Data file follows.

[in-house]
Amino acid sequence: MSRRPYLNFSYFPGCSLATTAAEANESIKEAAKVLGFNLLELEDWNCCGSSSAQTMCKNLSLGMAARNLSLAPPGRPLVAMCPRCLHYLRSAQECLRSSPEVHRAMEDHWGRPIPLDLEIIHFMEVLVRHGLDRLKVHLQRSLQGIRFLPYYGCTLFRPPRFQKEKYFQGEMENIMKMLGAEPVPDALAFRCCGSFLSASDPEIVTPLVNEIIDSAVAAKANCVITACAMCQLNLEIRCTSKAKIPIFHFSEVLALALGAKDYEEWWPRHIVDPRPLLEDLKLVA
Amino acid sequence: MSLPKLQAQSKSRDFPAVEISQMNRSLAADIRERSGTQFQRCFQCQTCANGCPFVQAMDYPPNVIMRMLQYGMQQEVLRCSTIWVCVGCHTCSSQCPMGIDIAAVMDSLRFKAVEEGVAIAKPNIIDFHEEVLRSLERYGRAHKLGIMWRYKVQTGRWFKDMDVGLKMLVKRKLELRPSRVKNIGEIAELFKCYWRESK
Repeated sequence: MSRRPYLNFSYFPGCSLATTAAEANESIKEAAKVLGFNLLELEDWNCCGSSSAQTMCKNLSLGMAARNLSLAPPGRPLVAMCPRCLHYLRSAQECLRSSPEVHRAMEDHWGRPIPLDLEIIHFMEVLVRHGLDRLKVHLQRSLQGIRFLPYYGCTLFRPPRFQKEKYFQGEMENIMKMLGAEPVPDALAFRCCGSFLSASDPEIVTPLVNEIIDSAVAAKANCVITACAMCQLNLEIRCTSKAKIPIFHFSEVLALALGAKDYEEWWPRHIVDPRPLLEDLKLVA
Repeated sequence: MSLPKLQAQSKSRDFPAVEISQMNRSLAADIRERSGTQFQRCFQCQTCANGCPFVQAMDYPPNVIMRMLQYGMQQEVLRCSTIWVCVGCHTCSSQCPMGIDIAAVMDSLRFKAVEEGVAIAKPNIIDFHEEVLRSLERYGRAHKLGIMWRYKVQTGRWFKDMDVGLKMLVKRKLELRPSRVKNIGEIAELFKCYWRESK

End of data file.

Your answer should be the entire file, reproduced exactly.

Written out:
[in-house]
Amino acid sequence: MSRRPYLNFSYFPGCSLATTAAEANESIKEAAKVLGFNLLELEDWNCCGSSSAQTMCKNLSLGMAARNLSLAPPGRPLVAMCPRCLHYLRSAQECLRSSPEVHRAMEDHWGRPIPLDLEIIHFMEVLVRHGLDRLKVHLQRSLQGIRFLPYYGCTLFRPPRFQKEKYFQGEMENIMKMLGAEPVPDALAFRCCGSFLSASDPEIVTPLVNEIIDSAVAAKANCVITACAMCQLNLEIRCTSKAKIPIFHFSEVLALALGAKDYEEWWPRHIVDPRPLLEDLKLVA
Amino acid sequence: MSLPKLQAQSKSRDFPAVEISQMNRSLAADIRERSGTQFQRCFQCQTCANGCPFVQAMDYPPNVIMRMLQYGMQQEVLRCSTIWVCVGCHTCSSQCPMGIDIAAVMDSLRFKAVEEGVAIAKPNIIDFHEEVLRSLERYGRAHKLGIMWRYKVQTGRWFKDMDVGLKMLVKRKLELRPSRVKNIGEIAELFKCYWRESK
Repeated sequence: MSRRPYLNFSYFPGCSLATTAAEANESIKEAAKVLGFNLLELEDWNCCGSSSAQTMCKNLSLGMAARNLSLAPPGRPLVAMCPRCLHYLRSAQECLRSSPEVHRAMEDHWGRPIPLDLEIIHFMEVLVRHGLDRLKVHLQRSLQGIRFLPYYGCTLFRPPRFQKEKYFQGEMENIMKMLGAEPVPDALAFRCCGSFLSASDPEIVTPLVNEIIDSAVAAKANCVITACAMCQLNLEIRCTSKAKIPIFHFSEVLALALGAKDYEEWWPRHIVDPRPLLEDLKLVA
Repeated sequence: MSLPKLQAQSKSRDFPAVEISQMNRSLAADIRERSGTQFQRCFQCQTCANGCPFVQAMDYPPNVIMRMLQYGMQQEVLRCSTIWVCVGCHTCSSQCPMGIDIAAVMDSLRFKAVEEGVAIAKPNIIDFHEEVLRSLERYGRAHKLGIMWRYKVQTGRWFKDMDVGLKMLVKRKLELRPSRVKNIGEIAELFKCYWRESK